You may not remember his name, but his face is unforgettable. Michael Schoeffling was the epitome of an 80s hunk – tall, dark, handsome, and brooding.
He perfectly brought this type of character to life when he played Jake Ryan in the cult classic Sixteen Candles. But while his costar Molly Ringwald may have gone onwards and upwards to a star in a spate of coming-of-age films, Schoeffling primarily disappeared, leaving many fans begging the question, what is Michael Schoeffling doing today? (and does he still have his striking good looks?!)
Where It All Began
Schoeffling was born on December 10th, 1960, in Wilkes-Barre, Pennsylvania. His family, including a young and older brother, relocated to New Jersey.
He was raised between the Delaware River and the great Atlantic in South Jersey. There, he attended Cherokee High School in Evesham Township, New Jersey, before heading back to his birth state to obtain a liberal arts degree at Temple University in Philadelphia.
At both schools, Schoeffling was known for his athletic abilities. Proving Jake Ryan’s persona was more than just an on-screen facade. He was a talented wrestler, competing on the US Jr. Wrestling Team and winning various national and international championships.
After graduating in the early 80s, Schoeffling pivoted from his college degree and became wary of his career path.
First, he moved to Europe and traveled the country. Then, Schoeffling began modeling for GQ. It was then that he teamed up with photographer Bruce Weber, who started paying for acting classes for Schoeffling at the Lee Strasberg Theatre Institute in Manhattan. Between modeling and fine-tuning his acting chops, Schoeffling was regularly put in touch with casting directors. It wasn’t long before he met one who gave him his first significant role.
At the age of 23, having only played a minor uncredited role in a film called Racing with the Moon, Schoeffling was awarded the lead role of Jake Ryan in the 1984 classic (yet problematic) Sixteen Candles.
He would star alongside Molly Ringwald and Anthony Michael Hall. John Hughes directed the film, in which Schoeffling’s character was a teen heartthrob and the object of Samantha "Sam" Baker’s pining. The film was a success, and Schoeffling’s career seemed to be starting with a bang!
He received role after role, working diligently throughout the decade. Schoeffling appeared in Sylvester, Let’s Get Harry, Belizaire the Cajun, Longtime Companion, Mermaids, and Slaves of New York.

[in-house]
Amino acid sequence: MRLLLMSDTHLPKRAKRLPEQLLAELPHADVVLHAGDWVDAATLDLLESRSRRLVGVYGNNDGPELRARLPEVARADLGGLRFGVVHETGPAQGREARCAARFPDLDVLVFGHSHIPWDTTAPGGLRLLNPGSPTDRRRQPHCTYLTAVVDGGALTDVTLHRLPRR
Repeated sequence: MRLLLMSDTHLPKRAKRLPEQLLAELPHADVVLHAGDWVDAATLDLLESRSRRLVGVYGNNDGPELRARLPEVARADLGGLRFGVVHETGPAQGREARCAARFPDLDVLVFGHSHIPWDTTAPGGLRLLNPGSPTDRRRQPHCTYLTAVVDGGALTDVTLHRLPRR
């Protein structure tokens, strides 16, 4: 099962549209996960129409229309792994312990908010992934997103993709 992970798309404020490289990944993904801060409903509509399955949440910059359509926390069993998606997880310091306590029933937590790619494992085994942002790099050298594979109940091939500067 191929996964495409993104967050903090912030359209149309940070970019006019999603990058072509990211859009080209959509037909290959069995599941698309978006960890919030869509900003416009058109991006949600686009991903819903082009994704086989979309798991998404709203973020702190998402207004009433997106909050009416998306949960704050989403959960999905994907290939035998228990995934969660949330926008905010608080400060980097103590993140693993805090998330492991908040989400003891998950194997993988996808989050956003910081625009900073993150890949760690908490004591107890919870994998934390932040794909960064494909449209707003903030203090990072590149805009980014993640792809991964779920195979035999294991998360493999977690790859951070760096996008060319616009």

He also played Kenny "Kuch" Kuchera in the film Vision Quest. Interestingly, it was about a high school wrestler and Schoeffling played the main character’s wrestling opponent.
Despite receiving acting parts regularly, none of them brought Schoeffling the fame and success of sixteen candles. Wild Hearts Can’t Be Broken in 1991 would be his last film credit. At this time, the thirty-one-year-old decided acting wasn’t for him, citing a lack of roles.
In addition to a shortage of prospects, Schoeffling now had a family to look after. While modeling, he met another model at his agency Zoli. The woman, Valerie Robinson, became his wife in 1987. One year later, the pair had their first child, Zane. In 1991, around the time he quit acting, they welcomed their daughter Scarlett.
What is Michael Schoeffling Doing Now?
When Schoeffling retired from acting, he chose a career path that few would expect. He settled down in northeastern Pennsylvania with his family and began a hand-crafted furniture business. He has been quoted saying, ""The thing about furniture that’s much better than acting is that it’s just me. There’s no director, no script — the concept is me; unless a client wants something. In film work, you do the best you can under the given circumstances, but you don’t have control."
Three years later, the former actor still owns and operates a woodworking shop in his hometown of Wilkes-Barre, Pennsylvania.
She occasionally posts updates about her iconic 80s crush of a father. For his part, when Schoeffling said goodbye to the spotlight in 1991, he did so for good, living a modest and quiet life far away from the headlines.